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Ont. residents prepare for a mental health crisis triggered by coronavirus: poll

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According to a new poll conducted by the Canadian Mental Health Association, a leading mental health organization, Ontario residents are preparing for a mental health crisis triggered by the coronavirus pandemic.
The survey from the Ontario division of the Canadian Mental Health Association is the first in a series of three questionnaires meant to gauge the impact the outbreak and its various ripple effects will have on the way Ontario residents feel and behave.
The majority of the 1,001 respondents to the online poll conducted by Pollara say they fear the effects COVID-19 will have on the national economy, the future for both older and younger generations, personal finances and the well-being of friends and family.
The survey found 53 per cent of participants worry about their own mental health as a result of the pandemic, while 67 per cent say they’re concerned about the toll on their loved ones.
The survey also found 23 per cent of respondents admit to increasing their use of substances such as alcohol, cannabis and tobacco.
CMHA Ontario says the survey’s findings all point to a looming surge in demand for mental health support that the province’s existing systems simply aren’t equipped to handle.
A mental health expert is reported to have stated that this survey results showed respondents were more willing to express concern for abstract issues and other people than admit to facing struggles themselves.
About 90 per cent of survey participants said they feared the pandemic would have a detrimental effect on the economy, with 69 per cent saying that translated to anxiety over their personal finances.
The poll found 79 per cent of participants worried about the future, with 87 per cent fearing for older generations and 71 per cent nervous for the effect on younger Canadians.
The polling industry’s professional body, the Marketing Research and Intelligence Association, says online surveys cannot be assigned a margin of error as they are not a random sample and therefore are not necessarily representative of the whole population.
Spafford said that while many people using alcohol and drugs more regularly now will be able to revert to previous habits once public health restrictions ease, some won’t be able to do so.
The Ontario Ministry of Health, which oversees mental health in the province, recently announced $12 million to expand virtual and online support during the pandemic but would not comment on specific plans for the aftermath of the outbreak.
manage your stress threshold
Try to lay a solid foundation for your mental health and well-being by prioritizing your sleep, and practise good sleep hygiene (for example, avoid blue lights before bed, and maintain a routine around your sleep and wake times). Eat well (be conscious that you might be inclined to lean on alcohol, or other indulgences, to manage stress — this is understandable, but potentially damaging in the long run). Exercise: it will lower your stress levels, help you to better regulate your emotions and improve your sleep.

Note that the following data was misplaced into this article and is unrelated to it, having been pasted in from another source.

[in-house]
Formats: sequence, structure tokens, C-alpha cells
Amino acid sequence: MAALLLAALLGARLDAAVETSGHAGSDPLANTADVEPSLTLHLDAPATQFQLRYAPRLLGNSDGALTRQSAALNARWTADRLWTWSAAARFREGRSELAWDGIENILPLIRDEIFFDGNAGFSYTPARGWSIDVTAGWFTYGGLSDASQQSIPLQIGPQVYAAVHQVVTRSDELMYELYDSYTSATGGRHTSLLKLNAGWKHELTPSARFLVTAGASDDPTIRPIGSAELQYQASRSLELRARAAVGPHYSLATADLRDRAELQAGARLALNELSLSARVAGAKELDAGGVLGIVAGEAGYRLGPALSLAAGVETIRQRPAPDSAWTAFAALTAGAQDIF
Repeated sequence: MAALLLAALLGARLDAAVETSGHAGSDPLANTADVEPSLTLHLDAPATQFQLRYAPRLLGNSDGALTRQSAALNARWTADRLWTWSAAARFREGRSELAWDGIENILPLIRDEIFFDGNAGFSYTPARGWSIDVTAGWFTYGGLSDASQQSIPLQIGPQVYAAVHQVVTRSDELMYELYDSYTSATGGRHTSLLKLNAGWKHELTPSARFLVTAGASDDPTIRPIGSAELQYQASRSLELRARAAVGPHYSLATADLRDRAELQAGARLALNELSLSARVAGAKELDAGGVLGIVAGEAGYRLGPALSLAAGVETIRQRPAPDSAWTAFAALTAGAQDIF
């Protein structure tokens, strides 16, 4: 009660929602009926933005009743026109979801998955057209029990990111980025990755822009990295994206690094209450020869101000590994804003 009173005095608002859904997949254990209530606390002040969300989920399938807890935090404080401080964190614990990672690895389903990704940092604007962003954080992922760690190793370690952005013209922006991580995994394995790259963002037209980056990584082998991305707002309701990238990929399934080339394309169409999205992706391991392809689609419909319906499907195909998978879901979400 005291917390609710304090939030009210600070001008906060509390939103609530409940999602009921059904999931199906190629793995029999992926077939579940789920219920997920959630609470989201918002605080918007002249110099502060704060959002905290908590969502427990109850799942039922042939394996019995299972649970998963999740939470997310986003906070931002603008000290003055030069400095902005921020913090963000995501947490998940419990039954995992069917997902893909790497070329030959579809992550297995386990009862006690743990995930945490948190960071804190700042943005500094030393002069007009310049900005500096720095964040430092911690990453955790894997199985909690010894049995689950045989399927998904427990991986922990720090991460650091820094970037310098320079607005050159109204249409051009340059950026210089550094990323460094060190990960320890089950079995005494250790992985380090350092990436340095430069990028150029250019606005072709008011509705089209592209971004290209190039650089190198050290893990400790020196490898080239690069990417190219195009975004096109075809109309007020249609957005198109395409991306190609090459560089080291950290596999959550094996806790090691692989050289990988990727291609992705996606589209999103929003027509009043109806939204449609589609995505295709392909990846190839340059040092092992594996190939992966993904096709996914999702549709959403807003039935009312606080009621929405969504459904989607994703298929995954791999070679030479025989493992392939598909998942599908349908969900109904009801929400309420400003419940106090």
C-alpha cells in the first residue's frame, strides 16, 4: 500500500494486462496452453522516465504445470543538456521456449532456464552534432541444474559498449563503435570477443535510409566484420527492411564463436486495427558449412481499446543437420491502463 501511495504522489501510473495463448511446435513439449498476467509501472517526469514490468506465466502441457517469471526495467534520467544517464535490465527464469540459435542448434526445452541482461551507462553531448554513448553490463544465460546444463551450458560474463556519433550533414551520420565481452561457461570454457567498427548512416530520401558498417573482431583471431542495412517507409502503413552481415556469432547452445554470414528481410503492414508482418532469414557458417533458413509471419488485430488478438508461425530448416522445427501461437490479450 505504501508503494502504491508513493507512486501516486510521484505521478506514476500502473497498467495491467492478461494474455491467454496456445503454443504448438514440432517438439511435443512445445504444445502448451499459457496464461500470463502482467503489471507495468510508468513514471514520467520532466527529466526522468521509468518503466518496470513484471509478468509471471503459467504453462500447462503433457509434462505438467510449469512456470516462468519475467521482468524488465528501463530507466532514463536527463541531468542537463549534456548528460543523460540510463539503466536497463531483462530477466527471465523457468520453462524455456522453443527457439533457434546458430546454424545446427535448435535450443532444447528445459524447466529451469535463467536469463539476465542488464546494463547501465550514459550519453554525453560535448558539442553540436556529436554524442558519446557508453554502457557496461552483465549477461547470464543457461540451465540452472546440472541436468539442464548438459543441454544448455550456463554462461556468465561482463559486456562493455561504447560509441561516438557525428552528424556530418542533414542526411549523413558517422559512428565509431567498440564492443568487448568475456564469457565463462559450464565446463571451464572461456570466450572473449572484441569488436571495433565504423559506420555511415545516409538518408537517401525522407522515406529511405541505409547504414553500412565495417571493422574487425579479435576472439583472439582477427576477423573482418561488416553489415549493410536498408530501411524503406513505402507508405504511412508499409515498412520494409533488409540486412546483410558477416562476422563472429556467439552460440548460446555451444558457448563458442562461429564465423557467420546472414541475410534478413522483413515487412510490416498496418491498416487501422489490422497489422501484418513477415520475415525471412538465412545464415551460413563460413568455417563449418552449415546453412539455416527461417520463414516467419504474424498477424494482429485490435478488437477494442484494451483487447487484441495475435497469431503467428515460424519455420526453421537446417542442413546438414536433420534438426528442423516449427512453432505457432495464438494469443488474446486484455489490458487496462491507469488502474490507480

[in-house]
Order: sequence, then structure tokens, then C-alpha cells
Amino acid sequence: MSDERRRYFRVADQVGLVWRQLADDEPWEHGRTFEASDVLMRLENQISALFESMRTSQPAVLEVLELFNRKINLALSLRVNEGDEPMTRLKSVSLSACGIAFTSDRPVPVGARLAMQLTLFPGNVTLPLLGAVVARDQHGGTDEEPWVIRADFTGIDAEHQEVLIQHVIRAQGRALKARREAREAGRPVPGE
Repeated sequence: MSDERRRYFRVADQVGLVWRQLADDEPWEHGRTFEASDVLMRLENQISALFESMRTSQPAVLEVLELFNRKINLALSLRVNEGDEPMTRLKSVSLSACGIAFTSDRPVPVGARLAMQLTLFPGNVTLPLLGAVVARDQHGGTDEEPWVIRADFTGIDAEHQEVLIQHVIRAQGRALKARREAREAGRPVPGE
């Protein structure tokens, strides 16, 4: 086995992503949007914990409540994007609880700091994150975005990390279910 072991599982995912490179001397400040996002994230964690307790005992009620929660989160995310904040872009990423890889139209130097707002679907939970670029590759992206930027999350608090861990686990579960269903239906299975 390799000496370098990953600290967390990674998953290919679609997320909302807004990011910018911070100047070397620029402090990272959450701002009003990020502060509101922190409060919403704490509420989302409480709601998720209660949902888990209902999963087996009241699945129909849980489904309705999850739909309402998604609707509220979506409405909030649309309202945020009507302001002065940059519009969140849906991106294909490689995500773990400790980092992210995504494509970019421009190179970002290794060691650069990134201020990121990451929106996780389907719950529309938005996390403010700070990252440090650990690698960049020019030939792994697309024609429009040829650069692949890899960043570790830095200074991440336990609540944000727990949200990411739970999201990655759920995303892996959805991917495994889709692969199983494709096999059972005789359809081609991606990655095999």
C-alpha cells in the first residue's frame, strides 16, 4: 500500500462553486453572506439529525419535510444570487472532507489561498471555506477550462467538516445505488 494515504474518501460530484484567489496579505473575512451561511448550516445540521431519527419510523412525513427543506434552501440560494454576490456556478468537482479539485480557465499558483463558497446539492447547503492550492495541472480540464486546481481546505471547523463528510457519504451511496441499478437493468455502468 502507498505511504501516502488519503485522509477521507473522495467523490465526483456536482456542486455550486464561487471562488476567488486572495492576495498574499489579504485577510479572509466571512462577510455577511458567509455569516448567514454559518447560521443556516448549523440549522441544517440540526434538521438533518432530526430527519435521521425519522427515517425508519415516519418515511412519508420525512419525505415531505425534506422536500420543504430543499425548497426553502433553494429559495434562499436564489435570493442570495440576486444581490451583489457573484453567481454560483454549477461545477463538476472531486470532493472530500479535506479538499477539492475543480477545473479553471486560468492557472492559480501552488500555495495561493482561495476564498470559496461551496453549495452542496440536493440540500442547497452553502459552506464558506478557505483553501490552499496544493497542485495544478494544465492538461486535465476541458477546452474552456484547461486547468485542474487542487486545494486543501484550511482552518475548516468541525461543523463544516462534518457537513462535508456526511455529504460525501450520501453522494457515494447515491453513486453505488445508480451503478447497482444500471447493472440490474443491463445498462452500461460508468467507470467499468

Here are some tips about how you can ensure your mental health is good.

Know your red flags
One way to manage moments of distress is to identify key thoughts or physical sensations that tend to contribute to your cycle of distress and feelings of being overwhelmed. Addressing one aspect of this loop by, for example, actively reducing the physical symptoms (I use box breathing: breathe in for four counts, hold for four, breathe out for four and hold for four, then repeat) can de-escalate the cycle and help you regain control.

Create a regular routine
It helps to manage anxiety and will help you to adapt more quickly to this current reality. Create clear distinctions between work and non-work time, ideally in both your physical workspace and your head space. Find something to do that is not work and is not virus-related that brings you joy.

Be compassionate with yourself and with others
There is much that we cannot control right now, but how we talk to ourselves during these challenging times can either provide a powerful buffer to these difficult circumstances or amplify our distress.

Maintain connections
Even the most introverted of us need some sense of connection to others for our mental as well as our physical health. Many working groups have created virtual forums where you can contribute or just sit back and enjoy the chatter.

Manage uncertainty by staying in the present
Take each day as it comes and focus on the things you can control. Mindfulness and meditation can be great tools.
This will probably be a stressful time for all of us, and will test the mental-health policies and practices of many research institutes, just as it is testing much else in the world.

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